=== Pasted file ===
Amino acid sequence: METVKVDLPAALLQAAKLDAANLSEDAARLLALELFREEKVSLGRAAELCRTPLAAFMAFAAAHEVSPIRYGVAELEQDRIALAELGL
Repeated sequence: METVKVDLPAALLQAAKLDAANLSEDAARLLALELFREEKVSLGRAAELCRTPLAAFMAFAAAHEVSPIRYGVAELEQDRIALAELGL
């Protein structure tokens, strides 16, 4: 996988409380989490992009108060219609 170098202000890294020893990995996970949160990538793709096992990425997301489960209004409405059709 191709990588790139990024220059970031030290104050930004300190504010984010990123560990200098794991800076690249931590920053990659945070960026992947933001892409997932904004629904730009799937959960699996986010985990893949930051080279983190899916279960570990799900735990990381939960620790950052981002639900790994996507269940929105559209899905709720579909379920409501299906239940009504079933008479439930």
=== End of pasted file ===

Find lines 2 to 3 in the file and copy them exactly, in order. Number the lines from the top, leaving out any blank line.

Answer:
Repeated sequence: METVKVDLPAALLQAAKLDAANLSEDAARLLALELFREEKVSLGRAAELCRTPLAAFMAFAAAHEVSPIRYGVAELEQDRIALAELGL
């Protein structure tokens, strides 16, 4: 996988409380989490992009108060219609 170098202000890294020893990995996970949160990538793709096992990425997301489960209004409405059709 191709990588790139990024220059970031030290104050930004300190504010984010990123560990200098794991800076690249931590920053990659945070960026992947933001892409997932904004629904730009799937959960699996986010985990893949930051080279983190899916279960570990799900735990990381939960620790950052981002639900790994996507269940929105559209899905709720579909379920409501299906239940009504079933008479439930």